Ravina berei D’rav Huna (499 or 421 CE). Rosh Metivta of Sura. He, together with his teacher, Rav Ashi, collected and commented upon the Gemara of what would henceforth be known as the Talmud Bavli.
Rav Azariah min Ha’adumim, author of Meor Einayim (1577).
Rav Shlomo Zalman Yosef of Vyelpol (1857).
Rav Dov Ber of Levo, son on Rav Yisrael of Ruzhin (1875).
Rav Yisrael Aryeh of Premishlan (1890).
Rav Dov Ber Livshitz, Rav of Sardnik (1900)
Rav Yisrael Taub of Modzhitz, author of Divrei Yisrael (1849-1920). He was the son of Rav Shmuel Eliyahu Taub of Zvolin (1888) and the grandson of Rav Yechezkel Taub of Kuzmir (1856), who was one of the students of the Chozeh of Lublin. He became the first Rebbe of Modzhitz and was succeeded by his son, Shaul Yedidya Elazer. Legend has it that in 1913 Taub composed a 30-minute negun while having his leg amputated without anesthesia.
Rav Yisrael Friedman, the second Tchortkover Rebbe (1934, 1933, or 1932)
Rav Yechiel Michel Hager of Horodenka (1941). One of the sons of Rav Baruch of Vizhnitz (the Imrei Baruch), he was appointed Rebbe (as were his brothers) after his father’s petira on 20 Kislev 1892. Rav Yechiel Michel moved to Horodenka, to succeed his brother, Rav Shmuel Abba, who passed away childless in 1895. He married the daughter of his older brother, Rav Chaim (Rebbe in Antiniya). During World War I, he escaped to Chernowitz and served as Rebbe to the many Vizhnitz Chassidim there. He had one son, Baruch, who was later appointed Dayan in Chernowitz. After Sukkos of 1941, he was among 5000 Jews who were deported to Transnistria, and area in southwestern Ukraine, between the Dniester River (“Nistru” in Romanian) and the Bug River, north of the Black Sea. Also on that transport was Rav Aharon of Boyan, who came down with typhus and was niftar on 13 or 14 Cheshvan. Both Rav Yechiel Michel and his son Baruch came down with typhus in the work camp in Warchovka and died there.
Rav Shalom Hadayah of Aram Tzova (1864-1944). A descendent of Rav Saadyah Gaon, Reb Shalom’s father passed away when he was only three. At the age of 20, he married Sarah, the daughter of Rav Yitzchak Labaton. When Rav Yitzchak moved to Eretz Yisrael in 1888, he took Rav Shalom and his family with him. In 1891, Rav Shalom had to return to Aram Tzova. While there, he was stricken with an eye ailment and nearly lost his eyesight. Despite that, he wrote a sefer, Shalom LaAm, which focuses on the issues of doing tzedakah and chessed, particularly on behalf of Torah students and scholars. In 1896, Rav Shalom moved to Eretz Yisrael permanently, first settling in the Bucharian Quarter, then moving to the Ohel Moshe neighborhood. In 1904, Rav Shalom was appointed moreh tzedek in the beis din of Rav Vidal Anjel and Rav Baruch Elnekavah. In 1930, he was appointed Rosh Av Beis Din of all the Sephardic communities in Yerushalayim. In 1927, Yerushalayim’s chief kabbalist, and rosh yeshivah of Bais Keil, Rav Mas’ud HaKohen Elchaded, passed away and Rav Shalom was appointed his successor. Besides Shalom LaAm, the other sefarim Rav Shalom wrote were: Dover Shalom, responsa on the Arba Turim; HaChaim v’HaShalom, a series of Torah extrapolations; and Shalom v’Tzedek. His son, Rav Ovadyah, was a prominent Rosh Mesivta in the Porat Yosef yeshiva. When the Jordanians conquered the Old City, Yeshivas Bais Keil was destroyed and Rav Ovadyah reestablished it in his own home in the new city. After the Six-Day War, he reestablished the yeshiva in the Old City.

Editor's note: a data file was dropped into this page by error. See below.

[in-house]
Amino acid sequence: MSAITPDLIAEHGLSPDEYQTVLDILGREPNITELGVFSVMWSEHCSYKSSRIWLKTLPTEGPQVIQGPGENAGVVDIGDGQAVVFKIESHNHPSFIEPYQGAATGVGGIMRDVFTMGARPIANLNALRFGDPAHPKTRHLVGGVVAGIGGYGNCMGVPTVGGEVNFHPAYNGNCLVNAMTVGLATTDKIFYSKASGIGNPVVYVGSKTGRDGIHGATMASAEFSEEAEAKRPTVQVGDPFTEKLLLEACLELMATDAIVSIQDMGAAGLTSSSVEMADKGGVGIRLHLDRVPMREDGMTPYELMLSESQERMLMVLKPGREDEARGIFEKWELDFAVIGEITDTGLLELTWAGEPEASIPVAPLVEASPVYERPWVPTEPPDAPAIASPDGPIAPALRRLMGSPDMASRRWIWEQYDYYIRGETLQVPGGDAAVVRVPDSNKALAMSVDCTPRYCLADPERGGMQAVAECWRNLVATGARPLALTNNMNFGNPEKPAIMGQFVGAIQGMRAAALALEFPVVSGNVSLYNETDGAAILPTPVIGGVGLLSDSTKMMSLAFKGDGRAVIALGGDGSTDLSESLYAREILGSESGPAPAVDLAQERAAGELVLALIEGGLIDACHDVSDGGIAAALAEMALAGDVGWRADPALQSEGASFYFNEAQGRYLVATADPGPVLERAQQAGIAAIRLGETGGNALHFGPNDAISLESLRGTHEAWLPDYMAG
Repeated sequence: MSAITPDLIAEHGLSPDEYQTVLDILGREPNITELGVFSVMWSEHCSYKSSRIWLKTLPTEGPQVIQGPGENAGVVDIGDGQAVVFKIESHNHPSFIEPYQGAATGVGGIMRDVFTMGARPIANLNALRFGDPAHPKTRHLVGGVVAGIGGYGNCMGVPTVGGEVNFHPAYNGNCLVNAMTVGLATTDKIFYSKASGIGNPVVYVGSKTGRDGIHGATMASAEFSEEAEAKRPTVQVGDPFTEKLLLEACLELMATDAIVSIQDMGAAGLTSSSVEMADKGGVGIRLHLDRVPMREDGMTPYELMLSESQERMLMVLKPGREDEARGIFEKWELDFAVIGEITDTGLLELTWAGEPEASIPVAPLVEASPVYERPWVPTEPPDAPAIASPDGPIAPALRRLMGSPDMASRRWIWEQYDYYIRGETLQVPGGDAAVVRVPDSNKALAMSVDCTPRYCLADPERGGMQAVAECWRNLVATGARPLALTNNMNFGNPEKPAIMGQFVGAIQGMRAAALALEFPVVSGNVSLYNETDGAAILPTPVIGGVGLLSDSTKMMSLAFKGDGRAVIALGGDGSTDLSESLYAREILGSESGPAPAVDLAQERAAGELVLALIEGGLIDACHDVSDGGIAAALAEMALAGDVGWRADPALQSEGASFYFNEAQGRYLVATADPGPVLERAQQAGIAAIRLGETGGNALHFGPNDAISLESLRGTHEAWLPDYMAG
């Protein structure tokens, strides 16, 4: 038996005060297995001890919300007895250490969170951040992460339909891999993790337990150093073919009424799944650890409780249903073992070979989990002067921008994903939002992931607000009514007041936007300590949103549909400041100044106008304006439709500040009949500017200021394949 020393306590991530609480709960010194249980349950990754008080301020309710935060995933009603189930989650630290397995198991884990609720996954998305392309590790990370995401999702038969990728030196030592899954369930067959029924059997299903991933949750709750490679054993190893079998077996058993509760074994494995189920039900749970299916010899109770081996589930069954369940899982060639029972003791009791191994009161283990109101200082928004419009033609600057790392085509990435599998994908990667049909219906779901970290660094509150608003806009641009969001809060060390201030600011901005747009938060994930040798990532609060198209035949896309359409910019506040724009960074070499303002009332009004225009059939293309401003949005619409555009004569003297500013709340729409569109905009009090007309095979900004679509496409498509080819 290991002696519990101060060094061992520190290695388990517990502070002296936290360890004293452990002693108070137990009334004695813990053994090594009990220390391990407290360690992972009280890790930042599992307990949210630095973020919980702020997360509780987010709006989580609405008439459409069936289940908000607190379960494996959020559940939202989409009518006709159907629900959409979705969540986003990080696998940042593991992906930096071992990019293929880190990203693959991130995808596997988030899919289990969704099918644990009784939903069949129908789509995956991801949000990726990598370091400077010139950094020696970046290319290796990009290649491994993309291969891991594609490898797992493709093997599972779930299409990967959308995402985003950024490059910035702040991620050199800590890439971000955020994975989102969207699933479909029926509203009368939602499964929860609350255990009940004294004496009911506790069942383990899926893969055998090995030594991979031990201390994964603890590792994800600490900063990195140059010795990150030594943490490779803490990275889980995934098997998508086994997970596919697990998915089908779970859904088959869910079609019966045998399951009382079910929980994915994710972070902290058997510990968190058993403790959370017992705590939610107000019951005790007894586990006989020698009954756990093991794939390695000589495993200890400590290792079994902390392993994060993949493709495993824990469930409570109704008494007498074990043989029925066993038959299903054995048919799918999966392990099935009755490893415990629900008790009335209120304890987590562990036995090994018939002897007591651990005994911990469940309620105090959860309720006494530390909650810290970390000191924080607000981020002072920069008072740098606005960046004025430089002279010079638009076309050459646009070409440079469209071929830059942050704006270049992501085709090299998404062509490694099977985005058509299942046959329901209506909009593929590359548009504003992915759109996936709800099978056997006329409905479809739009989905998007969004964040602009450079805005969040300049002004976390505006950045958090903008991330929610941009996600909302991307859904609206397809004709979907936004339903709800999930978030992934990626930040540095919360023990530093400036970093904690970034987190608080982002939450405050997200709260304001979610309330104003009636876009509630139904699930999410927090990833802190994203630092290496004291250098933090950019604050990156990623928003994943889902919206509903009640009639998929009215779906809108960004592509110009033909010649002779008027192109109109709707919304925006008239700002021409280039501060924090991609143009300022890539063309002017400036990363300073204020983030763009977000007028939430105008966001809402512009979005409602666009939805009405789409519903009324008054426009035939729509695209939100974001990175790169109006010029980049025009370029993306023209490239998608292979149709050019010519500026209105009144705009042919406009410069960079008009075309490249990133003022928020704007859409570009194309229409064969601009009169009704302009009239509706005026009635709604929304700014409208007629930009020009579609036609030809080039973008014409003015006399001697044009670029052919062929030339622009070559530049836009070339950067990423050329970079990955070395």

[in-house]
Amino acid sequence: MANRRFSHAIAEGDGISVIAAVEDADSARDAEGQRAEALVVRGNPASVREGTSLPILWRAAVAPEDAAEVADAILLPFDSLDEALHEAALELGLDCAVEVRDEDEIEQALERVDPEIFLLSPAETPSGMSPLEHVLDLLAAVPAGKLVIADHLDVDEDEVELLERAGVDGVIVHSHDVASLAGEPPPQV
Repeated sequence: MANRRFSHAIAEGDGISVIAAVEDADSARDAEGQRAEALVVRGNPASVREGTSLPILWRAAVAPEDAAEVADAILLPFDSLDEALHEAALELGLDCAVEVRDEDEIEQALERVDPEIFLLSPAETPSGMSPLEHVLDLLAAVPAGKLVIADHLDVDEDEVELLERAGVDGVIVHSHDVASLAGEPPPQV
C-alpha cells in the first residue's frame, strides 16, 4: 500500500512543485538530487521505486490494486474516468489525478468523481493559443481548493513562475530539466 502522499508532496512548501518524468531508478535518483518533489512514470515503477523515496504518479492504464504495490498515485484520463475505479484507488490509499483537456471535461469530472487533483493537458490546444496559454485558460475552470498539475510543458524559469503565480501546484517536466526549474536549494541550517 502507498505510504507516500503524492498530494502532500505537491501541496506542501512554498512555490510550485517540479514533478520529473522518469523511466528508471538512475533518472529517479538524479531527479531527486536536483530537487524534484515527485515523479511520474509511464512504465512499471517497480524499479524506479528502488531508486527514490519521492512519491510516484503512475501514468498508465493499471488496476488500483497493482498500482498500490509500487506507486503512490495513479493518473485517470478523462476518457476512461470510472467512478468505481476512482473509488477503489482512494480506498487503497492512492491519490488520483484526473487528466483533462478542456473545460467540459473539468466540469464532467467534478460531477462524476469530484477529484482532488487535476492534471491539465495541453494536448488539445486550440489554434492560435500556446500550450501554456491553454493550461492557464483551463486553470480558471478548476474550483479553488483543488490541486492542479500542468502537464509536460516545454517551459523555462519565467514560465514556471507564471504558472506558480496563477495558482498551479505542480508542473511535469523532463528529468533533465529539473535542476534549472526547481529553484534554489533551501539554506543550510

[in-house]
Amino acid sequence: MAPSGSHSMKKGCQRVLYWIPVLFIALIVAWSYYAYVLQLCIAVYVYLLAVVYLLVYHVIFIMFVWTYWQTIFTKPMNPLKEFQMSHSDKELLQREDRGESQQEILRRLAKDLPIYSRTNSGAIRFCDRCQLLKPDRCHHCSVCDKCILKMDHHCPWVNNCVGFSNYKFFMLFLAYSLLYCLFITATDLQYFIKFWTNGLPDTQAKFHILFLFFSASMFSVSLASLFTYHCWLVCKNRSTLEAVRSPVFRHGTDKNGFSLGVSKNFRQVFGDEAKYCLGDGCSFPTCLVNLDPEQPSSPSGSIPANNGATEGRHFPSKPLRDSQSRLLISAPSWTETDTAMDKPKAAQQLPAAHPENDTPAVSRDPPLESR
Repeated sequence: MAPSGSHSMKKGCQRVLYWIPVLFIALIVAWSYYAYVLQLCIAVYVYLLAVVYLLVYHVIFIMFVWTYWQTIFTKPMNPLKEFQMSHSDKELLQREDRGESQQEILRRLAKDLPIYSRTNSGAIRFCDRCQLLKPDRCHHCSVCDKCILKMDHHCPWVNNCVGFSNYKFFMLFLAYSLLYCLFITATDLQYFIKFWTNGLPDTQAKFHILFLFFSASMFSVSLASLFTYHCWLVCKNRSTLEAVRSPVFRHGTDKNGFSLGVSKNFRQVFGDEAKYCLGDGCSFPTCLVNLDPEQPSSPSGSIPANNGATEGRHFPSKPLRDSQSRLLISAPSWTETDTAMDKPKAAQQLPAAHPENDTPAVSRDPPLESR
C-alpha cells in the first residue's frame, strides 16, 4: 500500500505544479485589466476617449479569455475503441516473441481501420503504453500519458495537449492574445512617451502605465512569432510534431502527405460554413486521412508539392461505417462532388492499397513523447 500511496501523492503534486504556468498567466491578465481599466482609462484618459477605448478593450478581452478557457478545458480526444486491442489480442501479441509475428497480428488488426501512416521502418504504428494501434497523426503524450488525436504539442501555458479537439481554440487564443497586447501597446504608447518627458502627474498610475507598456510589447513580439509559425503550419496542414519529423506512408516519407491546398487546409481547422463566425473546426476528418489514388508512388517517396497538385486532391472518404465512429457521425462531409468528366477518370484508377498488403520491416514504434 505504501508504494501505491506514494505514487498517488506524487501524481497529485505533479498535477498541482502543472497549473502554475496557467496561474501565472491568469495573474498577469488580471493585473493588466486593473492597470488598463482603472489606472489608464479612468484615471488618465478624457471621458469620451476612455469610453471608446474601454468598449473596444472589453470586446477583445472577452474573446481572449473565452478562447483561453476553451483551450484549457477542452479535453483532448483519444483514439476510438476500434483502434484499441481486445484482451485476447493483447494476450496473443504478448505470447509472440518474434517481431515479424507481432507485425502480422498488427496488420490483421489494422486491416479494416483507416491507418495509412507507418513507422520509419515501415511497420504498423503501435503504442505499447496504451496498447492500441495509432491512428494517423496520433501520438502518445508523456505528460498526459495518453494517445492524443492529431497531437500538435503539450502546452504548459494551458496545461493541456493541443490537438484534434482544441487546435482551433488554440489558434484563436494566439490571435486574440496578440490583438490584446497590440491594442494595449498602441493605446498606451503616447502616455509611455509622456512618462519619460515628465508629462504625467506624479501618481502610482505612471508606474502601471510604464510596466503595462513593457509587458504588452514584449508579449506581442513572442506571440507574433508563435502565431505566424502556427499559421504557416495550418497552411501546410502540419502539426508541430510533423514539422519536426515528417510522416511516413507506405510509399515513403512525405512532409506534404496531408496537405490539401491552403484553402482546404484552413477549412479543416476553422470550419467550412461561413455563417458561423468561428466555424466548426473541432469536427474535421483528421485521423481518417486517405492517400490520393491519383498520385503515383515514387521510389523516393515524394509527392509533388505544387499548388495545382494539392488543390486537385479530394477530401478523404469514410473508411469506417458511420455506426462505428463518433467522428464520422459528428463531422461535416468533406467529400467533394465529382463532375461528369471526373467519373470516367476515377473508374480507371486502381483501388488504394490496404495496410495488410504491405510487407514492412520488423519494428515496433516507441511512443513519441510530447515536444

Today in History – 13 Kislev
· Mass murder of Jews of Mogilev, 1761.
· As Allied troops neared, the Germans tried to cover up their actions by killing the surviving inmates of the labor camp and destroying the camp itself in Tarasika, Romania, 1943.
· First chassidic town in the U.S., New Square, elects its first mayor, 1961.